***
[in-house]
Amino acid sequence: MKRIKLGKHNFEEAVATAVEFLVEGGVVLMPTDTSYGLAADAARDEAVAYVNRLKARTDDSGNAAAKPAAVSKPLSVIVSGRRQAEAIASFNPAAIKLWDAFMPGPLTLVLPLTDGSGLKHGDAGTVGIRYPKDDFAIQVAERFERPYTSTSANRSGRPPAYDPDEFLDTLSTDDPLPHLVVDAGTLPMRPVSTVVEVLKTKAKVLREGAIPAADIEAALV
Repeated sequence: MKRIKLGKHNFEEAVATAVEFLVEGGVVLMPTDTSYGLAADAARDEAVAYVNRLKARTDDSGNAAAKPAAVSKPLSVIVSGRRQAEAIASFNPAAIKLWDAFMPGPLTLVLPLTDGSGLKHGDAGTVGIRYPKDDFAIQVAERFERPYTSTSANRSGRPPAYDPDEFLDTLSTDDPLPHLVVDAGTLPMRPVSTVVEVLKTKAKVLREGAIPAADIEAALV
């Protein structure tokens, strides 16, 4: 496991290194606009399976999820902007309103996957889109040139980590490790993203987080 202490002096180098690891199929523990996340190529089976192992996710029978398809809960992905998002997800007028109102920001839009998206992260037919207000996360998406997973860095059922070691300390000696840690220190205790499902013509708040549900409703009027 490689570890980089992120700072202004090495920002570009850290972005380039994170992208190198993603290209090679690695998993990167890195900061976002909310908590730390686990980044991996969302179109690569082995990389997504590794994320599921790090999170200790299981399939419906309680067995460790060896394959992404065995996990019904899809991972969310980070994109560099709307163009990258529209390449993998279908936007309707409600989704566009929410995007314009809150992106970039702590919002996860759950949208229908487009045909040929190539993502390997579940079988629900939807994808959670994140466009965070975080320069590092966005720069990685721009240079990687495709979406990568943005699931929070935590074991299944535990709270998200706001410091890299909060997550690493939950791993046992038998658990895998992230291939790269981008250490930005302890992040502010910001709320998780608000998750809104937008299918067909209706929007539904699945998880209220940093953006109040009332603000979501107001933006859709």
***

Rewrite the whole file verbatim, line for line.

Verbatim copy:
[in-house]
Amino acid sequence: MKRIKLGKHNFEEAVATAVEFLVEGGVVLMPTDTSYGLAADAARDEAVAYVNRLKARTDDSGNAAAKPAAVSKPLSVIVSGRRQAEAIASFNPAAIKLWDAFMPGPLTLVLPLTDGSGLKHGDAGTVGIRYPKDDFAIQVAERFERPYTSTSANRSGRPPAYDPDEFLDTLSTDDPLPHLVVDAGTLPMRPVSTVVEVLKTKAKVLREGAIPAADIEAALV
Repeated sequence: MKRIKLGKHNFEEAVATAVEFLVEGGVVLMPTDTSYGLAADAARDEAVAYVNRLKARTDDSGNAAAKPAAVSKPLSVIVSGRRQAEAIASFNPAAIKLWDAFMPGPLTLVLPLTDGSGLKHGDAGTVGIRYPKDDFAIQVAERFERPYTSTSANRSGRPPAYDPDEFLDTLSTDDPLPHLVVDAGTLPMRPVSTVVEVLKTKAKVLREGAIPAADIEAALV
């Protein structure tokens, strides 16, 4: 496991290194606009399976999820902007309103996957889109040139980590490790993203987080 202490002096180098690891199929523990996340190529089976192992996710029978398809809960992905998002997800007028109102920001839009998206992260037919207000996360998406997973860095059922070691300390000696840690220190205790499902013509708040549900409703009027 490689570890980089992120700072202004090495920002570009850290972005380039994170992208190198993603290209090679690695998993990167890195900061976002909310908590730390686990980044991996969302179109690569082995990389997504590794994320599921790090999170200790299981399939419906309680067995460790060896394959992404065995996990019904899809991972969310980070994109560099709307163009990258529209390449993998279908936007309707409600989704566009929410995007314009809150992106970039702590919002996860759950949208229908487009045909040929190539993502390997579940079988629900939807994808959670994140466009965070975080320069590092966005720069990685721009240079990687495709979406990568943005699931929070935590074991299944535990709270998200706001410091890299909060997550690493939950791993046992038998658990895998992230291939790269981008250490930005302890992040502010910001709320998780608000998750809104937008299918067909209706929007539904699945998880209220940093953006109040009332603000979501107001933006859709």